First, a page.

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Absolutely! Even the darkest of Shakespeare's plays are full of comic relief in the form of humor, puns and goofy characters. Every drama needs comedy to lighten the mood and make the dramatic tension more meaningful so the full effect of the dramatic parts is felt.
Shakespeare often adds some comedy to his plays. Hamlet, Macbeth, Romeo and Juliet, to name a few, all have comedy interjected. It is generally known as "comic relief" because the tragedy is so overwhelming: murders, ghosts, etc. I like to think of it as the seventh inning stretch of tragedies. It gives everyone a little break, and for the Elizabethan audience, many of the jokes would have entertained them in the context of a modern environment (at least at that time). It gives everyone some breathing room before the intensity of the next sessions.
When looking at the use of humor in Shakespeare, do not overlook the actions and interactions of Samson and Gregory in Romeo and Juliet. "Do you bite your thumb at me sir...I do not bite my thumb but I do bite my thumb." And then his aside that essential says "Will I get in trouble with the Prince if I bite my thumb?"
Sometimes the work gets so serious and intense that the audience needs a little break. This is the "comic relief" referred to in post #1. The gravediggers in Hamlet are a good example, and in Macbeth there is an old gatekeeper who serves much the same purpose. Even a more historical and therefore more tragic (though non-Shakespearean) play such as Arthur Miller's The Crucible has some vestige of comedy, in this case through the often humorous remarks of Giles Corey.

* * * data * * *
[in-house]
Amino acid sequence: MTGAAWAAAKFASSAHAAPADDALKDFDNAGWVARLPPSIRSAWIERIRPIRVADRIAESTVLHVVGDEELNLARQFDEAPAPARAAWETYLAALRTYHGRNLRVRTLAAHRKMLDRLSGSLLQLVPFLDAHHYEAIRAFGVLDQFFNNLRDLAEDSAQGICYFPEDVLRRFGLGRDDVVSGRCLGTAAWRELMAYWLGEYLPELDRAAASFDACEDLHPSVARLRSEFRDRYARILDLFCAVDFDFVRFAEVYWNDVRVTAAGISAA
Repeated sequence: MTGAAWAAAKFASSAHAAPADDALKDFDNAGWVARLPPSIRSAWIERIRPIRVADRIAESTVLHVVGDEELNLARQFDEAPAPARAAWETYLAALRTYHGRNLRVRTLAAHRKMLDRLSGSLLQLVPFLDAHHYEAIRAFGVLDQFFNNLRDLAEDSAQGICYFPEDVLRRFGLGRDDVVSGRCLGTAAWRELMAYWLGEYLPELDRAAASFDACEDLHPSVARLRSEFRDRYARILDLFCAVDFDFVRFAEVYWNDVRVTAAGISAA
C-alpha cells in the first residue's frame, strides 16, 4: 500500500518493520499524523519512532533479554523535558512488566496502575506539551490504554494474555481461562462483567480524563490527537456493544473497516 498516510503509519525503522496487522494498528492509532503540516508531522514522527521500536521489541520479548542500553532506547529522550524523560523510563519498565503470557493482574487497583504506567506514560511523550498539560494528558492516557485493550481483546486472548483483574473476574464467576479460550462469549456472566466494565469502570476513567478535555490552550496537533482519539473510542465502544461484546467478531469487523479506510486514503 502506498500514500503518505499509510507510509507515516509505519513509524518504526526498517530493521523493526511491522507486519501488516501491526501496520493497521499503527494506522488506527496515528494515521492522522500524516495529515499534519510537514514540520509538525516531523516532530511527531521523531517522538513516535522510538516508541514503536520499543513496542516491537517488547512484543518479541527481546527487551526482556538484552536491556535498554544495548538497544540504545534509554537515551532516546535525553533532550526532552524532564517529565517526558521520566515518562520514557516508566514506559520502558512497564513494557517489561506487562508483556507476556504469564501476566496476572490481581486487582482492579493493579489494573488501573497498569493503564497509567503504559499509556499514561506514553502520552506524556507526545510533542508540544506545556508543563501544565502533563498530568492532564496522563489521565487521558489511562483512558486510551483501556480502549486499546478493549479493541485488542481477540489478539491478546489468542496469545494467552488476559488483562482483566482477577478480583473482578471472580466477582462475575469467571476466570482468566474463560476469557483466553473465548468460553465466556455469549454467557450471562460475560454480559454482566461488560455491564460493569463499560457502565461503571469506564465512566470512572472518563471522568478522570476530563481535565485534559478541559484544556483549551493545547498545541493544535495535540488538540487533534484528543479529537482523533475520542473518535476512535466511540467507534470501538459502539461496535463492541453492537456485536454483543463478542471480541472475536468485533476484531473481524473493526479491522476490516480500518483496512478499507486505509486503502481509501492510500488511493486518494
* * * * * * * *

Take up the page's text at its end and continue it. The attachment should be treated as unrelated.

Sometimes the comedy serves to heighten the attention in the serious themes of the work. In Hamlet, Hamlet has been talking about death throughout the play -- he own, his father's, Polonius's etc. But one of the funniest scenes is his tragic/comic conversation with the gravediggers. Scattered amongst the puns and the one-liners is a very serious conversation about what happens after death and how death is the great "equalizer" of all mankind. This funny conversation actually frees Hamlet to take the action he has wanted to take for nearly the whole play.
Are you just asking us to discuss this, or what? It is not too strange that Shakespeare put comedy into his tragedies. This is known as comic relief--the use of comedy to relieve tension in a serious work.
If this is not what you are asking, please clarify.
It is true that Shakspeare adds comedy with tragedy. While we are talking about Romeo and Juliet and Hamlet, we should not forget less popular plays as "Much Ado About Nothing" and "The Midsummer Night's Dream". Based on a rather comic scenario, they gave an impression of being comic play. Then name itself reflects (Much Ado About Nothing) a comic sense. Shakespeare combines comedy, tragedy, romance and human nature in his plays which not only draws attention of many literature readers but also, make them more interesting to read.
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